But there is no one in Star Wars to display what moral agency might look like at this mythic level. The Force is notoriously impersonal, and Yoda, the only personal being who verges on the mythical, does not really seem like a fully-realized moral agent. To be sure, he is good, not evil, but we rarely if ever see this goodness realized and achieved through an obviously good choice in the midst of moral quandary; we never see Yoda face and overcome the temptation of power in the way that Gandalf does, or Saruman fails to do. At the middle three levels, to be sure, Star Wars offers us some excellent displays of moral agency in the fact of trials and temptations, most preeminently in the profound struggles of Anakin and then of Luke. But in each of the Star Wars films, the ironic serves as little more than comic relief. Jar-Jar Binks and C-3PO make decisions with important consequences, to be sure, but these consequences appear almost always as inadvertent side-effects of thoughtless actions, not the results of decisions that we either applaud or condemn.
In Lord of the Rings, on the contrary, perhaps the very most interesting explorations of moral agency take place at the ironic level, in the persons of Sam Gamgee and Gollum/Smeagol.
A Christian Moral Universe
When we look at the list of characters occupying these five levels in each story, we may be struck by something else as well: they are not static. Some characters rise to a higher mode in the course of the story, like Aragorn, Gandalf, or Frodo in LotR, or Anakin/Darth Vader or Luke Skywalker in Star Wars; others move down it, such as Saruman or Denethor in LotR or Princess Leia (who in the course of her relationship with Han Solo, becomes less a princess and more “one of us”) in Star Wars.
But as soon as I have provided these examples, you may notice something else quite striking: in Lord of the Rings, you only rise to a higher mode by being morally good, and only fall by being morally bad. In fact, once we note this principle, we can see it operative in almost every character. The virtuous characters are in almost every case ennobled in the course of the story—Sam Gamgee, Merry, Pippin, Frodo, Theoden, Aragorn, Gandalf—while the vicious ones are without exception debased—Saruman, Denethor, Wormtongue.
In Star Wars, on the other hand, there does not seem to be any correlation between moral virtue and becoming more noble or larger-than-life. Do not misunderstand me as saying that there is no correlation between virtue and reward or vice and punishment in these films; clearly it doesn’t pay, in the long run, to be evil. But virtue and vice do not correspond to anything ontological in the Star Wars moral universe: Anakin and Palpatine become more detestable in their corruption, and even biologically deformed, but they do not become more contemptible; on the contrary, their aura of power increases, quite unlike the steady diminution of Saruman. Nor is this any surprise, since good and evil—the Dark and Light sides of the Force—are equally ultimate in this universe.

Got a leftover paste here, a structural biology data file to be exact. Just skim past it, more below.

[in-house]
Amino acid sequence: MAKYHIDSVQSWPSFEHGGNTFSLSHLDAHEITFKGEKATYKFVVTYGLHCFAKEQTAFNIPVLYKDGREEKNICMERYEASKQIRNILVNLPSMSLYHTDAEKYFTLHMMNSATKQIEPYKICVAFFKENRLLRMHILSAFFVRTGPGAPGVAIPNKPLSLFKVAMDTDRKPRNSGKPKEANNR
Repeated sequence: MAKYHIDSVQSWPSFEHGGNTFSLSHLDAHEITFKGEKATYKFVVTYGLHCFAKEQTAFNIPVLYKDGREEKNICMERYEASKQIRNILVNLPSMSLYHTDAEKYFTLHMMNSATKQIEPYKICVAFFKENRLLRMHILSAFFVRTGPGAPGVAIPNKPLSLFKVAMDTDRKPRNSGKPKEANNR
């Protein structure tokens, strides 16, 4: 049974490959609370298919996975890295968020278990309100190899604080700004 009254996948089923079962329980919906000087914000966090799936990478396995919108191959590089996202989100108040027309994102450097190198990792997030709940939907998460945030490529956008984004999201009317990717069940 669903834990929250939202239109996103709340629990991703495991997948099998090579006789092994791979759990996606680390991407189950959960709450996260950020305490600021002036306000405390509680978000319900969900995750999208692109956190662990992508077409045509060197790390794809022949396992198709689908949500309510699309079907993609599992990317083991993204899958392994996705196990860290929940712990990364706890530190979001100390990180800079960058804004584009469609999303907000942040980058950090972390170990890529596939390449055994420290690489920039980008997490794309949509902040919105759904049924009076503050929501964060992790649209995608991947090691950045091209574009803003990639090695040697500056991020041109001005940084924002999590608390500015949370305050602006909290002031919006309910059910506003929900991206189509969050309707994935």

In the Lord of the Rings, however, being is coordinated with good, unbeing with evil. Those who do good are progressively ennobled and even divinized, those who do evil are progressively debased and deformed (Gollum being perhaps the starkest illustration). The Lord of the Rings reflects the profound admonition of Tolkien’s friend C.S. Lewis in The Weight of Glory that
“it is a serious thing to live in a society of possible gods and goddesses, to remember that the dullest and most uninteresting person you talk to may one day be a creature which, if you saw it now, you would be strongly tempted to worship, or else a horror and a corruption such as you now meet, if at all, only in a nightmare. . . . There are no ordinary people. You have never talked to a mere mortal.”
It is telling in this regard that by the end of the Lord of the Rings, the low mimetic mode is almost completely empty of characters—there are no ordinary people anymore. Even Sam Gamgee, who might seem quintessentially ordinary, sails away into the West to share in immortality at the very end of the story. By the end of Star Wars, on the other hand (or at least the provisional end as we have it in Return of the Jedi), most of the characters still very ordinary: to be good is quite a separate matter from to be.
Brad Littlejohn received a Ph.D in Theological Ethics from the University of Edinburgh, and currently works as an investment advisor, President of The Davenant Trust, and managing editor of Political Theology Today. In addition to writing books and articles, he is a contributor at a number of blogs and web-zines.